And They Have a Plan

And They Have a Plan

Impact Theatre goes out with a bang…and an alien invasion.

Read my review in the East Bay Times and Mercury NewsRead more

Edie’s Got a Gun

Edie’s Got a Gun

The kids are all right, all by themselves:

My review of Crowded Fire’s Edith Can Shoot Things and Hit Them is on KQED Arts. Read more

Choppy Choppy

Choppy Choppy

Berkeley’s Impact Theatre has a taste for blood, particularly in its Shakespeare productions but also in the new plays that make up most of its fare. So it’s hardly surprising that its latest assemblage of short plays, Bread and Circuses, is themed around violence as entertainment. In fact it’s really an appreciation of Impact as a company, with most of the shorts written by playwrights who’ve done full-length works with the theater in the past, including

Steve Yockey, Lauren Yee, Prince Gomolvilas, Lauren Gunderson and Roberto Aguirre-Sacasa. Read more

Squiddily Diddling

Squiddily Diddling

Playwright Steve Yockey has had plays produced locally by Magic Theatre, Climate Theater and Marin Theatre Company, but it’s good to see that he keeps coming back to Impact Theatre, the pizza-parlor basement company that introduced him to the Bay Area with 2007’s Cartoon. The Fisherman’s Wife, which opened last weekend, is Yockey’s fifth production and third world premiere with Impact.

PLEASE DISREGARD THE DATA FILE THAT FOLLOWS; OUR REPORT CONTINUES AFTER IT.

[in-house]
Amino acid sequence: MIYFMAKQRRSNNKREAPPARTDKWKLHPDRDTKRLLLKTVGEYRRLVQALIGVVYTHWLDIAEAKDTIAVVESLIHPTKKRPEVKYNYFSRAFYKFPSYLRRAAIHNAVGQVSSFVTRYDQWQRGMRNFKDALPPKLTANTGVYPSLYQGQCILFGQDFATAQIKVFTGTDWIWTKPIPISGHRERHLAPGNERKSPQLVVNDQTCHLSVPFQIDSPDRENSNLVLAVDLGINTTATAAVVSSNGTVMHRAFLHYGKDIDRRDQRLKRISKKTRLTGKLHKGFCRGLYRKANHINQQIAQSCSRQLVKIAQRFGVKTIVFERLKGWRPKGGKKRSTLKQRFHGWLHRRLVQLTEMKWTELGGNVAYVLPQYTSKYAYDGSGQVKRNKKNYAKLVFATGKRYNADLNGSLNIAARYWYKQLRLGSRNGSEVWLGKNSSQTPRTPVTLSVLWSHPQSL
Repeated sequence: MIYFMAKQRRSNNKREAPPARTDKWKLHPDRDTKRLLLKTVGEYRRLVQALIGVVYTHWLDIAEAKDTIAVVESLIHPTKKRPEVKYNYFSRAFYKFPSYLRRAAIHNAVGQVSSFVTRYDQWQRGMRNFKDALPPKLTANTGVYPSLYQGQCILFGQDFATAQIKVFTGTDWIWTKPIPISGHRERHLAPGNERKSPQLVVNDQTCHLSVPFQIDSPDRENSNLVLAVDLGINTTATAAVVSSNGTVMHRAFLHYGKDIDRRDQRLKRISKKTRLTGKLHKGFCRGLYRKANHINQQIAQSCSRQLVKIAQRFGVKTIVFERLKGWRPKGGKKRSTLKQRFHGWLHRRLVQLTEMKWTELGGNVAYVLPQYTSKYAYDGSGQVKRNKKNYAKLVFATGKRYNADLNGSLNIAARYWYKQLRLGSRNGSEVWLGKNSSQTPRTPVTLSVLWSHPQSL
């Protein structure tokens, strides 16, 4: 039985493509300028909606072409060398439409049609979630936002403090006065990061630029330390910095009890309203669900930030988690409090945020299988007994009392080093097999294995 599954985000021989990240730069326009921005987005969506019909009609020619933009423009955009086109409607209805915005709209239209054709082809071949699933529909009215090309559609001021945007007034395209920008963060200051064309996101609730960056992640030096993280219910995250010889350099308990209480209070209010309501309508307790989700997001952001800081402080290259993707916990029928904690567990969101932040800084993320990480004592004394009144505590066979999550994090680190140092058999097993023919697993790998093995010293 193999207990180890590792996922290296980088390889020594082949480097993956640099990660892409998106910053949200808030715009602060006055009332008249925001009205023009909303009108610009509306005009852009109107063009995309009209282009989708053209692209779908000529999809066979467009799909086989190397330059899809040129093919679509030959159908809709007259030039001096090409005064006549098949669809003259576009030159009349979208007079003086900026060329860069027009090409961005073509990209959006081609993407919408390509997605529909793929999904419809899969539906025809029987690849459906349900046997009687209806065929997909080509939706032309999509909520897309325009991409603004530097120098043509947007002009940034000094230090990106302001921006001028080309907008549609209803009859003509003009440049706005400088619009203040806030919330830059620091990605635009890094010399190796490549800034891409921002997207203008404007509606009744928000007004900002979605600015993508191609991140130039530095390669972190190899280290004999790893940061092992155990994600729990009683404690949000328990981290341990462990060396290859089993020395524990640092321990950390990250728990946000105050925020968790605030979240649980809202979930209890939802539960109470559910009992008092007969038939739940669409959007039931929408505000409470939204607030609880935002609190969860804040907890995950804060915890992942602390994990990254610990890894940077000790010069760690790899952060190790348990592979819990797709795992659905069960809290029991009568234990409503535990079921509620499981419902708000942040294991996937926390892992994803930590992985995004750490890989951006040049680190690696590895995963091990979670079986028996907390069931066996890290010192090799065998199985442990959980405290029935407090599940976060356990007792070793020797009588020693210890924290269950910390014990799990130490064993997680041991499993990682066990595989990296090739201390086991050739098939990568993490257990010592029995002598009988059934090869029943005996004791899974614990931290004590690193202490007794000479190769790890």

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A Tighter Titus

A Tighter Titus

Titus Andronicus is William Shakespeare’s bloodiest tragedy, and for centuries it was also generally considered to be his worst. Although the playwright’s contemporaries loved it, it wouldn’t regain popularity until after Word War II, when all the play’s hand-chopping, child-killing, rape, decapitation and cannibalism no longer seemed as outlandish as it once did. In the age of the slasher flick, Titus’s Grand Guignol elements are once again its primary selling point.

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Prospero’s Bots

1 September, 2011 Theater No comments
Prospero’s Bots

I wrote up Jon Tracy’s steampunk reinvention of The Tempest for today’s Marin Independent Journal, and you can see what I thought of it over yonder.

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High School Inconsequential

High School Inconsequential

There’s a lot of talk in the theater community about how to bring in younger audiences, and one pretty natural way would seem to be to do plays that appeal to the young’uns by being about them. Of course, just because a play has teenage characters, like Grease or Brighton Beach Memoirs, doesn’t mean they’re going to resonate with teens.  I’m stacking the deck by using those examples because they’re period pieces, but it’s a common pitfall for plays by adults about teens to come off as nostalgia pieces or condescending, no matter when they’re set. It’s something that certainly can be done well, but more often it’s not.

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